By Jeremy Manier
Photo by Getty Images
This shows us an animal operating cognitively at a level that’s very consistent with human social memory.”
—Jason Bruck, PhD'13
Jason Bruck knew from the age of 3 that he wanted to work with marine mammals when he grew up. He remembers his awe on a childhood whale-watching outing as a massive humpback whale and its calf stopped and looked him in the eye from just a few feet away.
“You can’t have that kind of experience with any other animal,” says Bruck, PhD’13. “They’re so unknown, so powerful. When you come out to see a whale in its element and you see something like that, it shapes you, especially at that formative age.”
Bruck took an arduous path to realize his dream of working with marine mammals, including years of struggle with learning disabilities that threatened to derail his schoolwork. But his efforts came to fruition this summer, as he received international notice for a new study showing that dolphins have the longest social memories of any nonhuman species — more than 20 years, in some cases. The paper in Proceedings of the Royal Society B was published a couple of months after Bruck received his PhD from UChicago’s Department of Comparative Human Development.
He found that dolphins can recognize their old tank mates’ whistles even after decades of separation. The remarkable memory feat is another indication that dolphins have a level of cognitive sophistication comparable to only a few other species, including humans, chimpanzees, and elephants. Dolphins’ talent for social recognition may be even more long-lasting than facial recognition among humans, since human faces change over time, but the signature whistle that identifies a dolphin remains stable over many decades.
“This shows us an animal operating cognitively at a level that’s very consistent with human social memory,” Bruck says.
Bruck’s findings earned widespread news interest, and spurred new questions among researchers who study dolphin cognition. The striking durability of dolphins’ memories came as a surprise to Peter Tyack, a marine-mammal biologist at the University of St. Andrews in Scotland.
“I would not have been surprised if [dolphins] started to forget the whistles of some pool mates five to ten years after they were separated,” Tyack told a reporter for the journal Nature.
In recent years, other studies established that each dolphin develops a unique signature whistle that appears to function as a name. Researchers Vincent M. Janik and Stephanie L. King, also at St. Andrews, reported earlier this year that a wild bottlenose dolphin can learn and repeat signatures belonging to other individuals, and answer when another dolphin mimics its unique call.
King told the Associated Press that Bruck’s work “hints at the wider importance of long-term social memory in nonhuman mammals, and suggests there are strong parallels between dolphin and human social recognition.”
To establish how well dolphins could remember their former companions, Bruck collected data from 43 different bottlenose dolphins at six facilities. He played recordings of signature whistles to dolphins that had once lived with the animals that made the calls. Determining whether the dolphins recognized their old companions required a methodical comparison of how they responded to familiar calls versus calls belonging to dolphins they had never met.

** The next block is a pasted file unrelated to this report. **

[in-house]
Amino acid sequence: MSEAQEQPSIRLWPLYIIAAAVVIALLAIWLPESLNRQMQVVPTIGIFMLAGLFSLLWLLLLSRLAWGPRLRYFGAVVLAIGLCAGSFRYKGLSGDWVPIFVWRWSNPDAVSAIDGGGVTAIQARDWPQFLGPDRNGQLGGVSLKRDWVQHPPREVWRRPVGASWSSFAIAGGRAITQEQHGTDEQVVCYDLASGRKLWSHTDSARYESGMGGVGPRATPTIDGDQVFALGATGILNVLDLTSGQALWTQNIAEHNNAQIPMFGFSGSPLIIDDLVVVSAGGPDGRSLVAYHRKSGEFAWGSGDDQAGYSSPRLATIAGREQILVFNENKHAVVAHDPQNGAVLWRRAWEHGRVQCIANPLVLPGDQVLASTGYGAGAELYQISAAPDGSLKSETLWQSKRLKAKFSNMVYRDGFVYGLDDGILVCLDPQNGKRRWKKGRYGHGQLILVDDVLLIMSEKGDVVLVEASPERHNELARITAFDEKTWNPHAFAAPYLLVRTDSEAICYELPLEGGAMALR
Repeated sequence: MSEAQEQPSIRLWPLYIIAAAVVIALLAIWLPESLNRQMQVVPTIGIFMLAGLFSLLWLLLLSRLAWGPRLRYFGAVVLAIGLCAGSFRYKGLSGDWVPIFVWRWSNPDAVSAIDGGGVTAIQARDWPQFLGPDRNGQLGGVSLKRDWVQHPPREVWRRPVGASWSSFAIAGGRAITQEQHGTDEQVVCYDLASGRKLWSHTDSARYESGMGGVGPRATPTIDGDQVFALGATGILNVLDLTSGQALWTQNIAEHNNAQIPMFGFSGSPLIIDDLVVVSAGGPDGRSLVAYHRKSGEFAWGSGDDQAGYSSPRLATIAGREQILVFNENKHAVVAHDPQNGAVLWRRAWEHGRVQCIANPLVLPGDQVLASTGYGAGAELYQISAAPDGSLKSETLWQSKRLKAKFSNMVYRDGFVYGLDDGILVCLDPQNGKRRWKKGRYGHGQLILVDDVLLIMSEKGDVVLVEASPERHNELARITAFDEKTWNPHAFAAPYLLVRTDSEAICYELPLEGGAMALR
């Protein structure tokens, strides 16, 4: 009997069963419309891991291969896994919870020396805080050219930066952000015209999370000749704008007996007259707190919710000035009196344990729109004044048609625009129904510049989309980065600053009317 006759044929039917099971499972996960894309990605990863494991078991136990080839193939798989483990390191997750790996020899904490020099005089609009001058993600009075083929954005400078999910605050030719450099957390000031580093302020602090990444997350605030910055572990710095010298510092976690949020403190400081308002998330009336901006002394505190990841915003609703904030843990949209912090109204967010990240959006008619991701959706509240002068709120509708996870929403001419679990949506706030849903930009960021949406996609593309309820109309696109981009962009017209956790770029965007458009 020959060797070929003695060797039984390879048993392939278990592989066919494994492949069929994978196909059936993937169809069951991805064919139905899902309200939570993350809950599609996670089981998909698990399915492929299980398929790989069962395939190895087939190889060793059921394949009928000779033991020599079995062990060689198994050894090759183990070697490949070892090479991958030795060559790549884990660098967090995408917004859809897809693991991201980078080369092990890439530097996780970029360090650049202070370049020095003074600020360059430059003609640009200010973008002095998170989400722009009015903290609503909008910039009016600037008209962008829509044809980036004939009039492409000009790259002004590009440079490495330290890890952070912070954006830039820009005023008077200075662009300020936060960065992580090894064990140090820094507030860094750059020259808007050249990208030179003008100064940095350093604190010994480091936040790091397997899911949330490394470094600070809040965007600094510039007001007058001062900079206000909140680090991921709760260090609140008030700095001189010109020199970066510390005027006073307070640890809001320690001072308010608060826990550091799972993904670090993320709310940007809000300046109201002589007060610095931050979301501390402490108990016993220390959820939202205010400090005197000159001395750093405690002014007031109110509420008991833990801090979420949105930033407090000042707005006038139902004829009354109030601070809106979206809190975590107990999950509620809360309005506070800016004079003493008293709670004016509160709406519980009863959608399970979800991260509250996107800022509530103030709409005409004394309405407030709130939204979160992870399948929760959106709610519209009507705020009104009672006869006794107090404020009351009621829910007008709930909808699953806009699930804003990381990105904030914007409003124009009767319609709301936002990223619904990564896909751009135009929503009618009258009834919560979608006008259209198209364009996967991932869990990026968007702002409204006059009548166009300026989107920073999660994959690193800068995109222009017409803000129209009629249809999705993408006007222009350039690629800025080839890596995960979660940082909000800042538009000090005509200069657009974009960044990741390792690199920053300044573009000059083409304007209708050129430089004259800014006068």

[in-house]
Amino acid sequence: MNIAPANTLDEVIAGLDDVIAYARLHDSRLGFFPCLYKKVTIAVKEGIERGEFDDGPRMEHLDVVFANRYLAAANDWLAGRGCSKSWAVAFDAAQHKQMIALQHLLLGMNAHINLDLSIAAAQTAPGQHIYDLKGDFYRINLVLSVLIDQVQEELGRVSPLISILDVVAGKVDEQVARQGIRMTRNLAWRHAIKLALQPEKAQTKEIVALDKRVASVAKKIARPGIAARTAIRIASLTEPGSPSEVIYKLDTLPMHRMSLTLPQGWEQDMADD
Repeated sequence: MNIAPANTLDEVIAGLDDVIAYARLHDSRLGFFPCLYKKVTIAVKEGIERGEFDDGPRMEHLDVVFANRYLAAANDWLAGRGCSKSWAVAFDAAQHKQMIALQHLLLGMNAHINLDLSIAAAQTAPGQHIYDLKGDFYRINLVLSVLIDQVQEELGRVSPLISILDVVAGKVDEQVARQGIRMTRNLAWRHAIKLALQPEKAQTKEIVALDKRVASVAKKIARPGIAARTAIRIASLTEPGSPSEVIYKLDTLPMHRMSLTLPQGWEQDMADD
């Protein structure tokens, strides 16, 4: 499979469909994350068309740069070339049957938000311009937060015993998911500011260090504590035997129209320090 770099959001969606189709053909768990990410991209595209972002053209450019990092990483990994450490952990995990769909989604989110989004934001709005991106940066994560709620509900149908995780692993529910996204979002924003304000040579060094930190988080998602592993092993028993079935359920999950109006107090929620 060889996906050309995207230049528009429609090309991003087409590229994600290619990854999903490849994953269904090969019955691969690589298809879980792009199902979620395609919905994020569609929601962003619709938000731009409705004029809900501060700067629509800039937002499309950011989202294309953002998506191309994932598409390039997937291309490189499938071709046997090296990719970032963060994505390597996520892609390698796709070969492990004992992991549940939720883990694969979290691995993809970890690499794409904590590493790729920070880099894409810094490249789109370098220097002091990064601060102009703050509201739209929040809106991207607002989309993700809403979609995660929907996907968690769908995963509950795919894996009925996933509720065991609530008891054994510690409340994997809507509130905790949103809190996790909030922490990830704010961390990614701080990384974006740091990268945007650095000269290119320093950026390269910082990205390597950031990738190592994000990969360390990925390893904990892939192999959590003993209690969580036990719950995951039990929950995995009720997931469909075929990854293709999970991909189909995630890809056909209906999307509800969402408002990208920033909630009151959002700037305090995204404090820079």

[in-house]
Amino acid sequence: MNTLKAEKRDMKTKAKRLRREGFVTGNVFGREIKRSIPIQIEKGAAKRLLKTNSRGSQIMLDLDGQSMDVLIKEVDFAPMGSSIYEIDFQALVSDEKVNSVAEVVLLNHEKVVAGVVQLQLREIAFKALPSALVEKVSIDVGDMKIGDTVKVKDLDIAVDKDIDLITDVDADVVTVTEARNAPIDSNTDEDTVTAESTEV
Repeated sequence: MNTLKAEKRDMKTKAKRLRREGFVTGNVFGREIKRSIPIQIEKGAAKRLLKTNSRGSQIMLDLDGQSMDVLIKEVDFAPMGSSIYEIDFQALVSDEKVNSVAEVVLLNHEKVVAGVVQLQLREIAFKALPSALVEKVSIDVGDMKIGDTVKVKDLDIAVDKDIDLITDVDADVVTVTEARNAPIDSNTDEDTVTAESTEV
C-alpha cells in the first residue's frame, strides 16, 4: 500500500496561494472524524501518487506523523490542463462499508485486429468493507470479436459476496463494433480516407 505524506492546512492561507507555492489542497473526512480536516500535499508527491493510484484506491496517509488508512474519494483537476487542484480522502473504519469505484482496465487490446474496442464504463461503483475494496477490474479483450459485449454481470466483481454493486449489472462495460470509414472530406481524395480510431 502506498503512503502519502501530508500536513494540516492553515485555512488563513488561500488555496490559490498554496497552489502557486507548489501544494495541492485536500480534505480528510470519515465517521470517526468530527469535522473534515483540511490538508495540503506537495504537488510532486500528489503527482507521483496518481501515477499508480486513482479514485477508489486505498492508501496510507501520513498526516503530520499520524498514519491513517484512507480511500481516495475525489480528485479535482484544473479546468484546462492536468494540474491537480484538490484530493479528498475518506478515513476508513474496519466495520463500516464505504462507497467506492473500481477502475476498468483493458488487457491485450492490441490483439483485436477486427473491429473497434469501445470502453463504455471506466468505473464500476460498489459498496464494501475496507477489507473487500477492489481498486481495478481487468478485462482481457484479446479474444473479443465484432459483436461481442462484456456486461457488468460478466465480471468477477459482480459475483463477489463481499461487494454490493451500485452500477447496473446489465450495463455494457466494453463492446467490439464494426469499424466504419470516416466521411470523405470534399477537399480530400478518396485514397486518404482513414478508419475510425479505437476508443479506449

The familiar calls often would perk up the dolphins and elicit an immediate response.
“When they hear a dolphin they know, they often quickly approach the speaker playing the recording,” Bruck says. “At times they will hover around, whistle at it, try to get it to whistle back.”
A clear pattern emerged in the data: Compared with unfamiliar calls, dolphins responded significantly more to whistles from animals they once knew, even if they had not heard the calls in decades.
A different road to creativity
Bruck’s promising career as a scientist would have seemed unlikely to some of his teachers in grade school. He contended with undiagnosed attention deficit hyperactivity disorder until the sixth grade, when his mother came across a book on the condition and realized he must have it. Sitting still in class and following a teacher’s lecture were almost impossible for him; he could not master reading or writing until the fourth grade.
With the help of behavioral interventions, medication, and a helpful special education teacher, Bruck started to turn around his school performance in seventh grade. He convinced teachers that they should give him a fresh start — “I was able to re-brand myself,” he says. By the time he entered high school, he began getting nothing but As in his classes.
Despite the hardships he faced, Bruck says it’s wrongheaded to view his learning challenges as a “disorder.”
“I think a lot of my creativity comes from my habit of not paying attention to what others are doing, and preferring to think up my own ideas,” Bruck says. “ADHD does not give me a disadvantage, it gives me different advantages and disadvantages compared with other people.
“We have a school system that depends on making people sit still, not ask too many questions, absorb information and spit it out,” Bruck says. “If you can do those things you’re ideally suited to get good grades, but it doesn’t mean you’ll be a great scientist. It doesn’t mean that you can ask original questions or innovate.”
His condition has helped inform Bruck’s approach as a teacher, including his emphasis on getting students out of the classroom and into real-world learning environments. It’s also made him understanding, though unyielding, when he helps tutor young people with ADHD.
“Sometimes they’ll say, ‘I can’t do this, I have a learning disability,’” Bruck says. “And I’ll say, ‘You just told that to the wrong person.’”
Originally published on September 3, 2013.